It seems the Nmap team has added functionality (or I just have new stuff going on on my network, or both!). So check this out, it detect Dropbox in use:

| broadcast-dropbox-listener: 
| displayname  ip             port   version  host_int  namespaces
|_77339174     192.168.1.205  17500  1.8      77339174  69385827, 61346060, 82845516, 54162449, 69420146, 6768627, 58215509, 58372182

UPnP Discovery and Control with Backtrack 5 and Miranda

I am still fascinated with what information can be gathered from passive sniffing and broadcast traffic. I decided to take a deeper dive into UPnP, knowing that I have some deviced on my network that are running it (such as my TV, receivers, and Roku players). I found a tool called Miranda, written in 2008 it allows you to enumerate UPnP devices, gater information from them, and even make changes if the device allows that. My mission? From the network be able to mute my TV. Here's how I did it:

Miranda comes pre-installed on Backtrack 5, which is very handy. The first thing to do is fire it up (its located in /pentest/enumeration/miranda). First you need to execute a search for UPnP devices using the msearch command:

upnp> msearch

Entering discovery mode for 'upnp:rootdevice', Ctl+C to stop...

****************************************************************
SSDP reply message from 192.168.1.213:8060
XML file is located at http://192.168.1.213:8060/
Device is running Roku UPnP/1.0 MiniUPnPd/1.4
****************************************************************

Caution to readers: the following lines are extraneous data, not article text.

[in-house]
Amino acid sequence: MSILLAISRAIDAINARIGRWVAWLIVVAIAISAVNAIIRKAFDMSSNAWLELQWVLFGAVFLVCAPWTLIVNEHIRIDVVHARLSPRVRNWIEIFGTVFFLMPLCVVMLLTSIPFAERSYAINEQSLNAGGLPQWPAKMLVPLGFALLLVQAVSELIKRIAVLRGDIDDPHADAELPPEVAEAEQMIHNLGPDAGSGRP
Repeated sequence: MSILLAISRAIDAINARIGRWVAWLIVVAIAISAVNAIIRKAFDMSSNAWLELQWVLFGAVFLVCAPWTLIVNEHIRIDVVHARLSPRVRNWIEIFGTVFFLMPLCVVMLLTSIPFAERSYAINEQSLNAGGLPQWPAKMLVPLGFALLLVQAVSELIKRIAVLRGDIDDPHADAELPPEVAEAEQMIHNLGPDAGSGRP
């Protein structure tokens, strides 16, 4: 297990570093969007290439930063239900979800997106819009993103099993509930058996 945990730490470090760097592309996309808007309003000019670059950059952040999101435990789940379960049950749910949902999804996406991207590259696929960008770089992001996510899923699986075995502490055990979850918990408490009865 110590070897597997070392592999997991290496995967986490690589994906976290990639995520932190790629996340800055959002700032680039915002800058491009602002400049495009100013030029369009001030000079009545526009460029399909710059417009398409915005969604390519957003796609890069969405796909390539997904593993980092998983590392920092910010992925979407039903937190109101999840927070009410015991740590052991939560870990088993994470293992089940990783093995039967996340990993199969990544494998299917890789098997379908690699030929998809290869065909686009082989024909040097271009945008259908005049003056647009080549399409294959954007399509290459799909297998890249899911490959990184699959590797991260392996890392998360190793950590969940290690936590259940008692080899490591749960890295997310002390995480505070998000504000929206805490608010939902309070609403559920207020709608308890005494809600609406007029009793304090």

****************************************************************
SSDP reply message from 192.168.1.224:52236
XML file is located at http://192.168.1.224:52236/rcr/RemoteControlReceiver.xml
Device is running Linux/9.0 UPnP/1.0 PROTOTYPE/1.0
****************************************************************

****************************************************************
SSDP reply message from 192.168.1.214:52235
XML file is located at http://192.168.1.214:52235/dmr/SamsungMRDesc.xml
Device is running Linux/9.0 UPnP/1.0 PROTOTYPE/1.0
****************************************************************

I've pruned the list for brevity, but you can see one Roku, my receiver and my TV. Turns out the receiver and TV use the same commands. Interesting to think how you could generalize commands and script them on a network. Next you can list out all the hosts dicovered:

upnp> host list

	[0] 192.168.1.213:8060
	[1] 192.168.1.219:8060
	[2] 192.168.1.215:8060
	[3] 192.168.1.224:52236
	[4] 192.168.1.214:52235
	[5] 192.168.1.241:8888
	[6] 192.168.1.16:2869 

Use the host get command to read the entire tree of UPnP commands. This needs to be successful if you are to be able to send commands to the device: